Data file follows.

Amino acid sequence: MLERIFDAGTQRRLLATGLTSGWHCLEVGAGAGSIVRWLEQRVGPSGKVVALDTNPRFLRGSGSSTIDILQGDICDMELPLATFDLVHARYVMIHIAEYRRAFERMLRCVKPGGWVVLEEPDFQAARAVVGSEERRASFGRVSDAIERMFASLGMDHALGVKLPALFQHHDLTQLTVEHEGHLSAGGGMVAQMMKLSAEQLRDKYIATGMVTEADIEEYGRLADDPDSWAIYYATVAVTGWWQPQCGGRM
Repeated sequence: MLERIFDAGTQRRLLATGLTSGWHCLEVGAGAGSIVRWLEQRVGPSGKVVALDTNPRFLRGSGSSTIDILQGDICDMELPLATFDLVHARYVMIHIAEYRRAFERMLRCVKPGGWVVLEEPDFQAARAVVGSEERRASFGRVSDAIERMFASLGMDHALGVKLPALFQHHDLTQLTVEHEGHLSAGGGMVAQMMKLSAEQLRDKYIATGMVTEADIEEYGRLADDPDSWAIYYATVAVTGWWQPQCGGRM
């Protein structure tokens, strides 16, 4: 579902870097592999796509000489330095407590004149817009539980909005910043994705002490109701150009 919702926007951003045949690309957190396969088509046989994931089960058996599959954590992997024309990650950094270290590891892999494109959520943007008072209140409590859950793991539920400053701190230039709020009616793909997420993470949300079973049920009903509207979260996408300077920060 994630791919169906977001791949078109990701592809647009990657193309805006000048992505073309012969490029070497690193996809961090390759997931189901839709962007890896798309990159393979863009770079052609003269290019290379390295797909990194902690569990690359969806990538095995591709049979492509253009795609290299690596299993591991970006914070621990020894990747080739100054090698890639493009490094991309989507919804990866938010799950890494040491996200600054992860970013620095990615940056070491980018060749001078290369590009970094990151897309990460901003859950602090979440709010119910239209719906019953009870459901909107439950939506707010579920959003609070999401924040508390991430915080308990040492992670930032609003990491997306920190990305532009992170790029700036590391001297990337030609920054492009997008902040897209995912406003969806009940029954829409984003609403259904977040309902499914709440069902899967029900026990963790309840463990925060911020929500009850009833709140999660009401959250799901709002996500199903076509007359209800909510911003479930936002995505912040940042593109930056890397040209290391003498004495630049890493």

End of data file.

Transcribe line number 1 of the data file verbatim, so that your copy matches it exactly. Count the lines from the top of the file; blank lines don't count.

Amino acid sequence: MLERIFDAGTQRRLLATGLTSGWHCLEVGAGAGSIVRWLEQRVGPSGKVVALDTNPRFLRGSGSSTIDILQGDICDMELPLATFDLVHARYVMIHIAEYRRAFERMLRCVKPGGWVVLEEPDFQAARAVVGSEERRASFGRVSDAIERMFASLGMDHALGVKLPALFQHHDLTQLTVEHEGHLSAGGGMVAQMMKLSAEQLRDKYIATGMVTEADIEEYGRLADDPDSWAIYYATVAVTGWWQPQCGGRM